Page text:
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Every picture tells a story

Posted: October 5th, 2018 | Featured, Little Italy Heritage | No Comments

By Tom Cesarini | Little Italy Culture & Heritage

San Diego’s Little Italy has fast become a neighborhood bathed in an urban chic sensibility and one with its own mythos. But before the contemporary convergence of myriad restaurants and retailers, the neighborhood had modest beginnings with its history going back hundreds of years. It is a collective tale of immigration and assimilation — and an overarching theme focused on the individuals and families that helped to shape a neighborhood, a waterfront, and a city. The preservation of San Diego’s Italian historical narrative is a core component of the Convivio mission and vision.

To that end, with the Italian American Archives, Convivio strives to collect, catalog, and convey the stories of Italian-Americans through photographs, oral histories, exhibits, and other projects. Visit italianarchives.org to view our digital archives, and you can also contribute your historical photographs to our project by contacting us.

The Felix Liquor Shop, portrayed in the mid-1930s, was located on the main thoroughfare in Little Italy, but just outside the heart of the neighborhood on India Street. It was owned by Anna Motisi. In addition to Felix Liquor Shop, a handful of other groceries were established in the neighborhood; among them were Italo’s, DeFalco’s, and the Bernardini Grocer, located where La Pensione Hotel now stands on India Street (Courtesy of the Motisi family and the Convivio Italian American Archives.)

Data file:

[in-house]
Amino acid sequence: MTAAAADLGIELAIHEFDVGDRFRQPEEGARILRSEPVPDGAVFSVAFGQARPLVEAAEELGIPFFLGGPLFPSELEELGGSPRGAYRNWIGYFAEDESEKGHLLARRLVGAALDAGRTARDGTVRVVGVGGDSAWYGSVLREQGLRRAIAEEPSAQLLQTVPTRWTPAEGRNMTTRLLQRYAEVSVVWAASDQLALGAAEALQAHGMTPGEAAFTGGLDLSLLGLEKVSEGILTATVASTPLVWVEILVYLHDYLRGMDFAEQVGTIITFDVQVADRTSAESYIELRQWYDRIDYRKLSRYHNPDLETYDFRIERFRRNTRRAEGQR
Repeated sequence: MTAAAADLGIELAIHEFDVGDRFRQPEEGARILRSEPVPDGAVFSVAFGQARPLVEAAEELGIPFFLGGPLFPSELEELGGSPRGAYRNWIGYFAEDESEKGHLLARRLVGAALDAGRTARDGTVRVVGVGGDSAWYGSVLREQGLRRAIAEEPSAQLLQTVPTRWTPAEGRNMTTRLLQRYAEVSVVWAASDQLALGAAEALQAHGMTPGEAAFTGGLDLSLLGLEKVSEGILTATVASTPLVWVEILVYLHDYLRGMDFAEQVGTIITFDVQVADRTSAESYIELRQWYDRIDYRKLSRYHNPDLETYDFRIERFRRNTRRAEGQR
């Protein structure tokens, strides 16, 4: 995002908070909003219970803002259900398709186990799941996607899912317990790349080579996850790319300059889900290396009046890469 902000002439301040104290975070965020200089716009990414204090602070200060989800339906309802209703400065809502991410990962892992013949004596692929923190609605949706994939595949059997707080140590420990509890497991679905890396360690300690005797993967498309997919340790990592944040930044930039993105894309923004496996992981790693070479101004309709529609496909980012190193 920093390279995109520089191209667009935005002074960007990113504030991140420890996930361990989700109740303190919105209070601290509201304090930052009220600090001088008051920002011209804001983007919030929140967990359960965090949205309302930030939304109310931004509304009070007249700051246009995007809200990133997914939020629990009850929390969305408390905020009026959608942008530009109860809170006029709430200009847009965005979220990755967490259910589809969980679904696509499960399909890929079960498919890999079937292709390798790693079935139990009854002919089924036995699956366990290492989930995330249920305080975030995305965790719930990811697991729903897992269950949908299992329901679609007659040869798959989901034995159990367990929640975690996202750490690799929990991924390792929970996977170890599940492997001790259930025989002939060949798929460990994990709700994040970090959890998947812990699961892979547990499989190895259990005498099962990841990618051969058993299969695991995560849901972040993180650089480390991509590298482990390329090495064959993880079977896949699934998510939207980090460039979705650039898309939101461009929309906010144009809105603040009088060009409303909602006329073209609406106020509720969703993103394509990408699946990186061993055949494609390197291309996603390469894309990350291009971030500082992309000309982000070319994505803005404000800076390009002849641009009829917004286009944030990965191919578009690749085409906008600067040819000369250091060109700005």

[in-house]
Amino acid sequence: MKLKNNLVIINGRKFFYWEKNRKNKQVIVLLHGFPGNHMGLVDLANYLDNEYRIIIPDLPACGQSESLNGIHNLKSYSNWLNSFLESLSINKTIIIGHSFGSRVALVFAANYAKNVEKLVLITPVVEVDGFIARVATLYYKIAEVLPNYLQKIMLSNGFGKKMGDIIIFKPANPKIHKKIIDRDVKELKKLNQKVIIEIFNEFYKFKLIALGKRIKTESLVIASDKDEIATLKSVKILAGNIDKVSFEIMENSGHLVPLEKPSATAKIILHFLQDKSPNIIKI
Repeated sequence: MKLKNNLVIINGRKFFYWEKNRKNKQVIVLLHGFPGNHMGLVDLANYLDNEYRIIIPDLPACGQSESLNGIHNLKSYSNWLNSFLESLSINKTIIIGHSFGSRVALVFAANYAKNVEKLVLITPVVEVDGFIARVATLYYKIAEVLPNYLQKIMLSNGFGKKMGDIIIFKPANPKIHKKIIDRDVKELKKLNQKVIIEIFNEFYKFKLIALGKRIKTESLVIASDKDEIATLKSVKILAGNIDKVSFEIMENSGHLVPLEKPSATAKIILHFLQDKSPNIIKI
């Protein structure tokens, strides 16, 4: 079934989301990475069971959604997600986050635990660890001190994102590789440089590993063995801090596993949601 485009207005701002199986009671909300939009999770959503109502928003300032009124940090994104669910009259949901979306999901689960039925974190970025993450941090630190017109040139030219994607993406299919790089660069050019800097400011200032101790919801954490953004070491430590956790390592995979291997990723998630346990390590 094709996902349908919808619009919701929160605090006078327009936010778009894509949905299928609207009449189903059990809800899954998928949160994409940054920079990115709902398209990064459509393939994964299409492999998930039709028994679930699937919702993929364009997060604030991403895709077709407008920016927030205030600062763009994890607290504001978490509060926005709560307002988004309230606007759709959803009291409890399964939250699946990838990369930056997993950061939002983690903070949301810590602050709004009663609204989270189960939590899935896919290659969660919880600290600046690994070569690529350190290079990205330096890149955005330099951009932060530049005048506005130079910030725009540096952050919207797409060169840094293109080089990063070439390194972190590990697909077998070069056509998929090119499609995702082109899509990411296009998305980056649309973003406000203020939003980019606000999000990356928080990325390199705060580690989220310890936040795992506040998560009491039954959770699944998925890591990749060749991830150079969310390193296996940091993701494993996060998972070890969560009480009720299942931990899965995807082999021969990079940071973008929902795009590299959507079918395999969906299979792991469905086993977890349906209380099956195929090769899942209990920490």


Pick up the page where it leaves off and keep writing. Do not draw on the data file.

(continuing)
You can also host your own “Shoebox Night,” and we will come speak to your group and host a free digitization evening for your constituents! Help us to preserve the stories that contributed to San Diego’s Italian community and to the tapestry of our multicultural city.

Processions were of vital important to the parishioners of Little Italy’s parish, Our Lady of the Rosary, and remain so to this day. In this image, circa 1945, the San Diego County Administration building is prominent in the background. The procession is heading toward the wharf, as was customary, culminating in the return to the church (Courtesy of Our Lady of the Rosary Parish and the Convivio Italian American Archives.)

Cultural excursions

Our morning or early evening walking tours are a great way to learn about Little Italy’s past while enjoying a traditional Sicilian breakfast or Italian aperitivo at dusk.

Confetti flies as family and friends prepare for a festive outing aboard the Conte Verde, owned by the Massa and Castagnola families in the late 1920s. The Star of India, the world’s oldest active ship and an emblem of the fishing industry and harbor life in San Diego to this day, is anchored behind (Courtesy of the Massa, Castagnola, Vattuone, and Zolezzi families and the Convivio Italian American Archives.)

Check our calendar online for our tour schedule.

Cousins Tom Cresci and Florence DeLuca sit atop a classic automobile in 1947. In the background is Bay City Drugstore, established by Emilio and Giulia Giolzetti in 1931. A modern mural included this photograph as its centerpiece during the Little Italy revitalization (Courtesy of the Cresci family and the Convivio Italian American Archives.)

—Tom Cesarini is the executive director of Convivio. Reach him at tom@conviviosociety.org.

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